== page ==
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Target names McCarthy supply chain head; Valdez to retire

McCarthy had headed global inventory management; Valdez to stay on until April as consultant

Gretchen McCarthy named to run Target's supply chain and logistics business (Photo: Target)

Retailing giant Target Corp. said on Wednesday it named Gretchen McCarthy as its new chief supply chain and logistics officer, effective immediately.

McCarthy succeeds Arthur Valdez, who has retired from full-time duties but will stay on until April as a consultant. Valdez joined Target (NYSE: TGT) in early 2016 from Inc., (NASDAQ: AMZN) where he held high-level supply chain and logistics positions.

McCarthy, 42, who was also appointed executive vice president, assumes one of the highest-profile positions in the retailing supply chain field. She oversees the company’s global inventory management, replenishment, fulfillment, transportation, logistics and distribution activities. She also becomes the supply chain and logistics face of one of the world’s most prominent retailers and a major player in the logistics world.

McCarthy, who joined Target in 2004, was most recently senior vice president of global inventory management. In that role, it has been an eventful year. Like other retailers, Target responded to pandemic-fueled consumer buying habits and concerns about potential inventory stockouts by ordering hard goods on a massive scale. However, as the economy slowed, consumers began spending more of their disposable dollars on lower-margin necessities like food and apparel. This left Target with large volumes of costly unsold inventory.

In early June, faced with shrinking margins due to excess inventories, Target took the extraordinary step of quickly and dramatically cutting hard goods prices and canceling incoming orders. Other retailers took similar actions, but few did so with Target’s speed and intensity.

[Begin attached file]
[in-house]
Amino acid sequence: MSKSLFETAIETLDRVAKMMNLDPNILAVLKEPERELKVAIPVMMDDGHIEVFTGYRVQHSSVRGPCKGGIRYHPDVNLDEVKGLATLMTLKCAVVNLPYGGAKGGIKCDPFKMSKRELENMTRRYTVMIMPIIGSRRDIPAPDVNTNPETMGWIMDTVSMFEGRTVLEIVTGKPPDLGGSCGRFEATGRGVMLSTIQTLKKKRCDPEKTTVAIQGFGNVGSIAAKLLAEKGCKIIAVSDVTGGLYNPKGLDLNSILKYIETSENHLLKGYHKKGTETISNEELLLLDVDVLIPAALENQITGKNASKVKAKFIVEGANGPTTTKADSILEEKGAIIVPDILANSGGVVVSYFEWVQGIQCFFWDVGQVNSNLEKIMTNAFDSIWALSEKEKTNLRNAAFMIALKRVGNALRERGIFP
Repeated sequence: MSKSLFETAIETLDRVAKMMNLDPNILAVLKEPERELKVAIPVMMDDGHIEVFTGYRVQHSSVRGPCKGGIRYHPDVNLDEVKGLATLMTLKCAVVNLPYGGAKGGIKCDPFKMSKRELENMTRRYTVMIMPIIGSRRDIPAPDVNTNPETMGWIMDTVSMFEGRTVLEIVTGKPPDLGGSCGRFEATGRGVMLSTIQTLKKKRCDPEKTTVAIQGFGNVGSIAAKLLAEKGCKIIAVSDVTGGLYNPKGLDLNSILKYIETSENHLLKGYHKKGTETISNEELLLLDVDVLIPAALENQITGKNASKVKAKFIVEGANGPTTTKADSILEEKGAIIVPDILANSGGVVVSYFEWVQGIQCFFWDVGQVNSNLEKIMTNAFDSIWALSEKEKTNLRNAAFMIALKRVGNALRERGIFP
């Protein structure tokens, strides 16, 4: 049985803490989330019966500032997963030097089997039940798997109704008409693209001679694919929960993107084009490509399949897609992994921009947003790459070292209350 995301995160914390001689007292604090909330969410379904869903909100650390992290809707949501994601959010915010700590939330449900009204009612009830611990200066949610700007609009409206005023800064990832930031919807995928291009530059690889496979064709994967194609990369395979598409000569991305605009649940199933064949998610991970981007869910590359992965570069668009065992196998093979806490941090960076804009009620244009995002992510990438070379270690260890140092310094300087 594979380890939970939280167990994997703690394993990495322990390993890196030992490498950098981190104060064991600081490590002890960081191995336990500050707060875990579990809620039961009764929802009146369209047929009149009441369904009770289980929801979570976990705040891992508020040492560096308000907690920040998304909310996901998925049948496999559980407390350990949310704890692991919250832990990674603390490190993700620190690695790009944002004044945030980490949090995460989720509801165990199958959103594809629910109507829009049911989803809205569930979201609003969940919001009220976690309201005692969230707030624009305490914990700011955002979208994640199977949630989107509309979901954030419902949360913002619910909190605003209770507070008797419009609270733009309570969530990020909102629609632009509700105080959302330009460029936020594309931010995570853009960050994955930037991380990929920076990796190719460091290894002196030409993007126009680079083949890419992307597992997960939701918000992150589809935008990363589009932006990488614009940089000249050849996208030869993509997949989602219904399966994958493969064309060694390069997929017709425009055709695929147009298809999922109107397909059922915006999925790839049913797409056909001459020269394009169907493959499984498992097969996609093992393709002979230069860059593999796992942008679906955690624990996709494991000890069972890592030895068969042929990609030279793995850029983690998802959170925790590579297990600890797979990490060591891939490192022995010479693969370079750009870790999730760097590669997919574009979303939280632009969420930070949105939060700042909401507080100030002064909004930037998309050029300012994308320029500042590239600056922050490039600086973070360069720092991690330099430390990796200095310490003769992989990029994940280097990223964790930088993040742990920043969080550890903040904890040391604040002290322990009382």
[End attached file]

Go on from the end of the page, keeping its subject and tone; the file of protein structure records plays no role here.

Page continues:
Under Valdez’s leadership, Target emerged as a supply chain powerhouse. While the company had mulled an ambitious strategy to build a network of so-called microfulfillment centers adjacent to its stores, it was Valdez who aggressively implemented the program. The result was that Target was able to fulfill and ship online orders from store inventory at a faster pace than its competitors.

Target today fulfills about 96% of online and in-store orders from its network of 1,900 stores, a percentage that might have been impossible to attain without the launch of the microfulfillment centers.

In 2017, Target acquired grocery delivery service Shipt for $550 million, a move that accelerated its digital fulfillment efforts. Within two years of the acquisition, Target began leveraging Shift’s network to offer same-day deliveries from the retailer’s website.

Mark Solomon

Formerly the Executive Editor at DC Velocity, Mark Solomon joined FreightWaves as Managing Editor of Freight Markets. Solomon began his journalistic career in 1982 at Traffic World magazine, ran his own public relations firm (Media Based Solutions) from 1994 to 2008, and has been at DC Velocity since then. Over the course of his career, Solomon has covered nearly the whole gamut of the transportation and logistics industry, including trucking, railroads, maritime, 3PLs, and regulatory issues. Solomon witnessed and narrated the rise of Amazon and XPO Logistics and the shift of the U.S. Postal Service from a mail-focused service to parcel, as well as the exponential, e-commerce-driven growth of warehouse square footage and omnichannel fulfillment.